Here the official languages ​​are Hindi and English. In the southern part of India, more people communicate in English, while the rest of them all know both languages ​​well, especially the educated Indians living in cities.

It is also worth noting that each state has one or more of its own official languages, which are not similar to Hindi. All of these languages ​​are popular both in the media and in everyday communication.

Most people in India know at least 3 languages, but those who often visit other states know even more. Indians may not be fluent in the languages ​​of other states, but they are quite capable of communicating and understanding. We can say that a large number of Indians know 4 or even 5 languages.


Suriname is located in the northern part of South America, in the thick of the rainforest. More than half of the population speaks Dutch. Moreover, for them this language is native, and all because of the colonial expansion. The Dutch language is used not only in education but also in commerce and in the media.

In ordinary life, the inhabitants of this country speak "Sranan Tongo" - a language based on a mixture of English and Dutch.

It will also be interesting to note that Suriname is home to many people of Indian origin who communicate in the Hindi dialect, Chinese Iyawan origin, who speak the languages ​​of their descendants among themselves. But almost everyone knows English, since culturally the country has become closer to several English-speaking countries of the Caribbean, rather than to the countries of South America.

East Timor

This small and young country, gained independence in 2002, is located in Southeast Asia. It occupies the eastern half of the island of Timor, the province of Ocusi Ambeno, located in the western half of Timor, and the islands of Atauru and Jacques.

There are two official languages ​​here: Tetum and Portuguese, as well as two active languages: Indonesian and English (according to the constitution). Moreover, most of the local population also speaks various aboriginal languages.

Once East Timor was a Portuguese colony, and when it became independent, it was decided to make Portuguese the official language.

Almost all locals are fluent in both English and Portuguese. Even though most residents understand Indonesian, they choose not to speak it.


Everything here is not entirely unambiguous. The fact is that the United States is home to a huge number of immigrants who speak different languages ​​of the world. And yet 75% of Americans mostly speak English and only know it.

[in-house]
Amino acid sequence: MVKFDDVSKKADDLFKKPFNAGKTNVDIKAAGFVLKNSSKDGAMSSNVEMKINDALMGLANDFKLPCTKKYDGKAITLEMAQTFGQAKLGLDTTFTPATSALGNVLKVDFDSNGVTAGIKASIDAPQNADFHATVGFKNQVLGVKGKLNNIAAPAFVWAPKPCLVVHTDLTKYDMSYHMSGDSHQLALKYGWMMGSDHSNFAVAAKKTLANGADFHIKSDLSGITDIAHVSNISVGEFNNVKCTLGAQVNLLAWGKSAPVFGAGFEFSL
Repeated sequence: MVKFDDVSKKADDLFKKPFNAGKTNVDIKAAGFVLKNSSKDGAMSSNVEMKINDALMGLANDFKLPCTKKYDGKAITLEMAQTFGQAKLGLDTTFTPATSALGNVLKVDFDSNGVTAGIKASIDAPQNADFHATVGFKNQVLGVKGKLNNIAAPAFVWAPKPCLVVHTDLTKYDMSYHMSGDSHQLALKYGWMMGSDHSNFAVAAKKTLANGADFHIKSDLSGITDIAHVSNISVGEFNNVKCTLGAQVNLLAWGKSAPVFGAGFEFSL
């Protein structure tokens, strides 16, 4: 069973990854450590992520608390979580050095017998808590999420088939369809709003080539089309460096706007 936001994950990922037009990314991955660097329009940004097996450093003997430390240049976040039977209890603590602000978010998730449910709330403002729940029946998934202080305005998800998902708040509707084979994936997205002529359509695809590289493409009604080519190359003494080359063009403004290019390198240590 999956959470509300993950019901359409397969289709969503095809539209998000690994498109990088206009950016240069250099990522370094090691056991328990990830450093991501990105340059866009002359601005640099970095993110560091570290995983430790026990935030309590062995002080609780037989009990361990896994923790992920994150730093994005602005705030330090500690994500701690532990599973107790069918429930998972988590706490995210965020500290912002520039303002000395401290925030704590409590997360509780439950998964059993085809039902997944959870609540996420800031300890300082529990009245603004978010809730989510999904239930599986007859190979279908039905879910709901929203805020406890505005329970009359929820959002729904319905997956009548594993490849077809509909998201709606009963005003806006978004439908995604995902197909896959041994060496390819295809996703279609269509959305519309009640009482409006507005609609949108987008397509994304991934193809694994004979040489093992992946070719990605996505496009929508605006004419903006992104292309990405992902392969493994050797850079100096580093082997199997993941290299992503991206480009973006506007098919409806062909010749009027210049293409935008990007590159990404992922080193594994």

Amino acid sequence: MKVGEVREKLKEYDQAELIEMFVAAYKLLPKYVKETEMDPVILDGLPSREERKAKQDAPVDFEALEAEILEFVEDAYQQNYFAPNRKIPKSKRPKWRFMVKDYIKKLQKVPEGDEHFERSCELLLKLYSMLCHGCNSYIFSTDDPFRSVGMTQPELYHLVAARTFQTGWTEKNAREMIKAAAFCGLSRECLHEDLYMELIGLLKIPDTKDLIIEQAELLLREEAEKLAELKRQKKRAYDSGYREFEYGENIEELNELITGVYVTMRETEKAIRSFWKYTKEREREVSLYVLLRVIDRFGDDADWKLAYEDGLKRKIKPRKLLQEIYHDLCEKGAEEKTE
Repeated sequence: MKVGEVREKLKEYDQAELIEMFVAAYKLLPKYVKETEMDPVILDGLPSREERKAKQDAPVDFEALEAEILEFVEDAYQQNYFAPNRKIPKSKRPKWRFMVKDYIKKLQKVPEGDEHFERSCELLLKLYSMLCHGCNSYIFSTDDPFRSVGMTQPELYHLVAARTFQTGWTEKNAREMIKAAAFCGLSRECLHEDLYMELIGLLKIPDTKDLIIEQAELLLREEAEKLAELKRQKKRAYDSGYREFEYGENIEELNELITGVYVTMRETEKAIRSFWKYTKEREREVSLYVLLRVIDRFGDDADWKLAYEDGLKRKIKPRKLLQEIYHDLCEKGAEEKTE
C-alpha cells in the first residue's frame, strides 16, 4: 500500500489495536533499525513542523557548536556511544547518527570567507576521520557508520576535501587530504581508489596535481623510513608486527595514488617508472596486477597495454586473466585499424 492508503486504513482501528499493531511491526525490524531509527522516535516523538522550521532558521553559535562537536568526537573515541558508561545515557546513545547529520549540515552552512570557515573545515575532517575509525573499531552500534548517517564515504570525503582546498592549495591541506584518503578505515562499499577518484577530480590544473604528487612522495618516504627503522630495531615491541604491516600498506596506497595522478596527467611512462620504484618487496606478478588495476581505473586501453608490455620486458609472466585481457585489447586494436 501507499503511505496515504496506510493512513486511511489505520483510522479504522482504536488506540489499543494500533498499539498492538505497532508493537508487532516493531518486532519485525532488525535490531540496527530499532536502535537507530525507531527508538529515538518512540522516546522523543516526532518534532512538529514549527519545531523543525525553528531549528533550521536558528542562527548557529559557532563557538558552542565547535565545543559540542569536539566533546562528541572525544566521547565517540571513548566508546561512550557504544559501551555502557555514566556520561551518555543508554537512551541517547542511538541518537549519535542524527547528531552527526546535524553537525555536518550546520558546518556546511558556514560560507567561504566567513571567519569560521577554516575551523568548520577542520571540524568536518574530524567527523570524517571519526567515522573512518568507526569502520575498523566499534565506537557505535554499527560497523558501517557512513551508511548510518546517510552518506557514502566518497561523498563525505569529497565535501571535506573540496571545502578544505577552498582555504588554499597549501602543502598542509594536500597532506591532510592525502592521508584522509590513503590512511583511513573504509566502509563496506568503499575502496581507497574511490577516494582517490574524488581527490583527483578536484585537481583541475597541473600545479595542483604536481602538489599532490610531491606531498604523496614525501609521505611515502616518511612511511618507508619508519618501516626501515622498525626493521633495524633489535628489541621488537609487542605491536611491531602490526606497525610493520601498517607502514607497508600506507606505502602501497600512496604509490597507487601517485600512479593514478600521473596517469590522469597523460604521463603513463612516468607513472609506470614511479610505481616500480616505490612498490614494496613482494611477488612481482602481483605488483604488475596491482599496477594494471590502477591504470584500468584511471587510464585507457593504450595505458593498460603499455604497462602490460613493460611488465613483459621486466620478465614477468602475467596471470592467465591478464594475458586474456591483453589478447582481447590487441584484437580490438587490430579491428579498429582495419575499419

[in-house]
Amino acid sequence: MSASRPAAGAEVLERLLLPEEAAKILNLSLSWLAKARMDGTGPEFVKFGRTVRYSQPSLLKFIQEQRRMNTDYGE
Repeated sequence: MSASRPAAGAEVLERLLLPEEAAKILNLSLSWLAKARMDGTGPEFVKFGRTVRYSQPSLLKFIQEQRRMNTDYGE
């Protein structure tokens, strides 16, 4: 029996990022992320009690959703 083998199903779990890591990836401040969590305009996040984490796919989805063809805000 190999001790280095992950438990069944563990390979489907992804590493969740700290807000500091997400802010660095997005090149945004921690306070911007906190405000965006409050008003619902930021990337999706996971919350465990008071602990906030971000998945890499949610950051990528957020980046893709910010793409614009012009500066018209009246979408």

But it is worth noting that the number of people who, in addition to English, also know Spanish, is gradually increasing in the country.

Simply put, in the country itself there are many visitors from different countries, each of whom knows their own language, but when compared with other countries from this list, there are very few multilingual people in the United States.

Most popular languages ​​in the world

1. English - spoken in 56 countries.

2. French - spoken in 29 countries.

3. Arabic - spoken in 24 countries.

4. Spanish - spoken in 20 countries.

5. Portuguese - spoken in 8 countries.

Countries where English is well spoken

The most common language on our planet is English. Its origin began about 1, 400 years ago. Modern English dates back to the 15th century with the first printing press.

Today, 400 million people use English as their first language and 1.1 billion people consider it their second language. In terms of the number of native speakers, English is in third place after Chinese and Spanish, but if you count people for whom English is not native, but they often communicate in it, this language is perhaps the most popular on the planet.

Interesting Facts:

* According to the English Proficiency Index, women are more proficient in English than men.

* According to scientists, the more developed a country is, and the higher the income of the population, the higher the level of English proficiency.

* English proficiency tests in 2016 showed that Dutch people know it best.

* Europe has the highest level of English, while the Middle East has the lowest.

Where English is best spoken

Data provided by the English Proficiency Index, the world's most widely used English language proficiency rating. This test is carried out in Europe, some countries in Asia, Latin America, the Middle East and North Africa.

1. Netherlands - EF EPI score: 72.16 - Language proficiency: very high

2. Denmark - EF EPI score: 71.15 - Language proficiency: very high

3. Sweden - EF EPI score: 70.81 - Language proficiency: very high